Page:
Tuesday, August 18, 2020


On Retainer to Prince Albert of Monaco
Washington, D.C., June 2005

In late June, I flew to Washington and, as always, my first meeting was with Clair George. 

The former spymaster was astonished by my encounters with Sergey from the Russian FSB.  He said I probably had every intelligence service in Europe questioning for whom I worked. 

“Keep the mystery spinning,” he counseled.

Ian M once told me that SIS and CIA perceived me as “an adventurer.”  

If that meant I had not been processed and neutered by bureaucracy, such a moniker was fine by me.  I ran my spy service the old-fashioned way—and I knew that Sidney Reilly and Maurice Buckmaster and Bill Harvey (three stellar operators) would have approved. (These words/phrases come to mind: un-officialness, eccentricity, thinking outside-the-box.) 

Furthermore, I awakened every morning grateful not to be an intelligence community bureaucrat; grateful I did not have to waste a third of my working life attending equal opportunity and affirmative action meetings; did not have to engage in endless office politics (except when dealing with CIA in between Goss-lings and careerists).

I knew my mission, and I was not sidetracked by irrelevant distractions.

For a laugh, I checked in with the FBI. 

MING, a Special Agent told me, was believed to be in London, laying low.  The Bureau had asked the French for assistance on MING, but the French were dragging their feet, holding out for more information.

Then dinner at Dante’s in Great Falls, Virginia with five CIA bigwigs.  

The air chilled cooler than our iced shrimp cocktail when I mentioned a liaison partnership with the Russian FSB. 

“They’re dangerous,” said Phil R, physically shaken by this development. 

The bigwigs immediately began asking questions about this new relationship.  

I reminded them of the Third Party Rule, to which they not only subscribed but insisted upon:  one does not share what one has learned from one service with another, and vice-versa.

Phil ventured that the French or Russians would eventually attempt to discredit me in the media without leaving fingerprints.

I shrugged.  “A natural risk.”

Phil expressed concern that I had become over-exposed.

I told him saturation is the only correct operational procedure in modern (digital) life, about which I offered this analogy:  you cannot delete your home address from databases—but you can add a dozen fake addresses and muddy the search.

I then mentioned that I planned to meet the French DST chief with a view toward creating a liaison relationship.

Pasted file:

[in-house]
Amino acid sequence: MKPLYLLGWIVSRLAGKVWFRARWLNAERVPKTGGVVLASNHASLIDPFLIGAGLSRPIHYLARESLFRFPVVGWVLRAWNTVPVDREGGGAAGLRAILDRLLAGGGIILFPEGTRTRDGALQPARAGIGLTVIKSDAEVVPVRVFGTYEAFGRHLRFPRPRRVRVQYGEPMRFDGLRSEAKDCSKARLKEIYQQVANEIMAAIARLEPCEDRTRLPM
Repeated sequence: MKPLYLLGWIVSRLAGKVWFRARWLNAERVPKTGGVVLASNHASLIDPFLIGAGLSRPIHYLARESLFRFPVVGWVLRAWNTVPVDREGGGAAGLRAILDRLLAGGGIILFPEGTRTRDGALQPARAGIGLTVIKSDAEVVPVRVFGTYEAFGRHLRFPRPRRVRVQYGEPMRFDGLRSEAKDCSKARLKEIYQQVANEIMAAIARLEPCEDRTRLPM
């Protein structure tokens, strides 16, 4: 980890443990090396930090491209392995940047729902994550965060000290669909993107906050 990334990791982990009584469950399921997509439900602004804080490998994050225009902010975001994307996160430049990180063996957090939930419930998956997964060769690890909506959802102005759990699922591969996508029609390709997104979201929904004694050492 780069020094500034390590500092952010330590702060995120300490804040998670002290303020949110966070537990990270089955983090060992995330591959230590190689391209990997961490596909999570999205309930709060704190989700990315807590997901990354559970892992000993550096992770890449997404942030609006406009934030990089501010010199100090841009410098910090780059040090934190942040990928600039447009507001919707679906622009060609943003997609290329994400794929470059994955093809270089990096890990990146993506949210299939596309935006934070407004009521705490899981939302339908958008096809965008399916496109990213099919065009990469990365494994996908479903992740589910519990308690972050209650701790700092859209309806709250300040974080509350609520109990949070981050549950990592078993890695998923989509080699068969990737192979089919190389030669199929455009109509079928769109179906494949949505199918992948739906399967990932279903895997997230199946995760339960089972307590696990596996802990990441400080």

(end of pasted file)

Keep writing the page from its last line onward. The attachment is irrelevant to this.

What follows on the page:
Did Pat N in Paris know about this? they asked.

No, I replied.  I do not clear what I do, nor whom I meet, with LIPS.

But since you've invoked his name, how about this:

LIPS is a craven, motley-minded barnacle.

He is not only willfully disruptive of everything you folks at headquarters claim you want to do but, clearly, is incapable of anything more than delivering equipment and reciting from briefing papers.  

Not that I expected to make any headway with this crowd. The system was the system. 

Which meant, as Paris station chief, under bureaucratic protocol LIPS had full authority to screw everything up. 

And that's exactly what he was doing.

(If we in Monaco were considered high priority due to the so-called Goss Doctrine, God knew how normal operations were faring. Obviously, the agency needed to pay closer attention to their station chief selections.)

Two days later, a CIA crew and I got down to business (again...) in a conference room at the McLean Hilton—convincing me conclusively that mercury vapor tube lighting saps creativity from the soul and numbs the brain. (Another reason not to be a bureaucrat.)

The France Desk officer could not get over that I held such a position with the Prince.  

I agreed with him that Monaco is a “center of intrigue” and that I had “the best job in the world.” 

Wasn’t it a hindrance that I did not speak French, he asked. 

I had, of course, thought through this absurdity, so I had a pat answer:  

I would be at a disadvantage if I relied on French as a second language to guide me through sensitive terrain, where thoroughness and precision are essential.  By having a native speaker translate, nothing was lost, nuances caught, and translation provided me time to think during meetings with assets. 

They told me Phil R was “losing sleep” over my new relationship with the FSB.  

His concern was that the FSB had elements of organized crime within it; that if word reached the wrong elements, a danger would be posed to my family and me.  Such elements were said to be “ruthless.”

Sergey, I remembered (to myself), had been cognizant of such danger—and planned a tight compartment at the very top.

CIA offered to arrange a briefing for me on Russian organized crime, perhaps to frighten me off a liaison relationship with Sergey.

I learned soon after there was “great consternation” at CIA over our new relationship with the FSB—though I think my source meant constipation.